A few links making the rounds related to the health of various sectors of the comics business.
§ In Boston, while book industry sales are “in freefall”, comics sales are strong enough to support new retail outlets:
They couldn’t find a single financial backer willing to risk a penny on a comic book store, but the pair knows something about their kind: namely, that comic book fans, who number more adults than kids these days, are serious about their reading material. Look no further than the man who posted a comment on the store’s Facebook page praising the recommendations of the “in-house sommelier.’’ Reed has faith that the business, which has seen heady peaks (hello, Stan Lee) and crushing lows (television nearly wiped it out half a century ago), is poised for another revival.
§ Meanwhile, in Japan as the above scary chart shows, this writer believes the manga industry is in “Dire straits.” In the above chart, magazines sales (red) are plunging, while tankōbon sales (blue) are flat:
The very notion that the health of a medium can be measured by the number of blockbusters it produces is itself increasingly obsolete – in music, books and other media, markets are increasingly centred on the so-called “long tail,” with modern distribution allowing vast numbers of niche titles to be economically supported where before only a few very popular titles could ever find commercial success. Having low or high sales is thus not a measure of how “good” a title is, but instead merely reflects the size of the particular niche a product serves.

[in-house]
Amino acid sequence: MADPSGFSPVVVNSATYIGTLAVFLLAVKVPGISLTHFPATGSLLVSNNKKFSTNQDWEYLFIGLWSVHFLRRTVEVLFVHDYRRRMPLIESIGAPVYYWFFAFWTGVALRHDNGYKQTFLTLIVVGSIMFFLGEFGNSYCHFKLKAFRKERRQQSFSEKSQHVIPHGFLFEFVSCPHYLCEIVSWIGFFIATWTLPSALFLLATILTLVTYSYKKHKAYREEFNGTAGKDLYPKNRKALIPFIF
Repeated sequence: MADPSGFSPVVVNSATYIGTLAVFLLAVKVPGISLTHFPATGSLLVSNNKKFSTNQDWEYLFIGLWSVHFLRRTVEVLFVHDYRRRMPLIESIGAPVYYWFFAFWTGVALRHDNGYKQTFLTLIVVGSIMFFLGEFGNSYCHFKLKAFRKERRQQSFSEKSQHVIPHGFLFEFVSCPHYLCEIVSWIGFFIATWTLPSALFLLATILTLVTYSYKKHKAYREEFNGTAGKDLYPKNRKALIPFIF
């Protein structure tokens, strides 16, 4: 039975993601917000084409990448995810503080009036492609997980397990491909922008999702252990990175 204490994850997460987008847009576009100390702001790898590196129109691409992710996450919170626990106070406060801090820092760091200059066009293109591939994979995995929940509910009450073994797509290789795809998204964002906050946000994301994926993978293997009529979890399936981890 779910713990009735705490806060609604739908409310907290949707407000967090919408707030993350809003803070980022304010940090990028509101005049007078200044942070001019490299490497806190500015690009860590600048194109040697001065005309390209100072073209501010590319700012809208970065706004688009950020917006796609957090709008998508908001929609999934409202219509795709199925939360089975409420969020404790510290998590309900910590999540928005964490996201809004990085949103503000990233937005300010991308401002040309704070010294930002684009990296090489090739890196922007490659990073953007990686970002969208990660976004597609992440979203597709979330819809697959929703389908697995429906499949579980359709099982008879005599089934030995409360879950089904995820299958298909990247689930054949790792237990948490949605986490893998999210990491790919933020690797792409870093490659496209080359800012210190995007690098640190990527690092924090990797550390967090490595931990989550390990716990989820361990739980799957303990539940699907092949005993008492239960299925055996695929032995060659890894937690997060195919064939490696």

§ Meanwhile, Canadian Business magazine salutes the success of Drawn & Quarterly:
While Oliveros is reluctant to claim credit, D&Q was pivotal in that transition. Its titles were lavishly, lovingly produced, and mainstream media outlets took breathless notice of this blurring of publishing boundaries. In 2004, The New York Times noted D&Q’s (along with its closest competitor, Seattle’s Fantagraphics’s) role in shaping the renaissance of the comic book form. Crossover success was concomitant: the titles started to appear in traditional bookstores where, suddenly, every self-respecting independent and chain devoted a section to graphic novels, and major publishing houses started getting into the game. D&Q’s fastest bestseller, Chester Brown’s Louis Riel, an improbable “comic strip biography” of the controversial 19th-century Métis leader, sold 10,000 copies in its first season, and to date has sold more than 36,000, more than most bestselling books in Canada. Publishers Weekly called it a “major achievement.”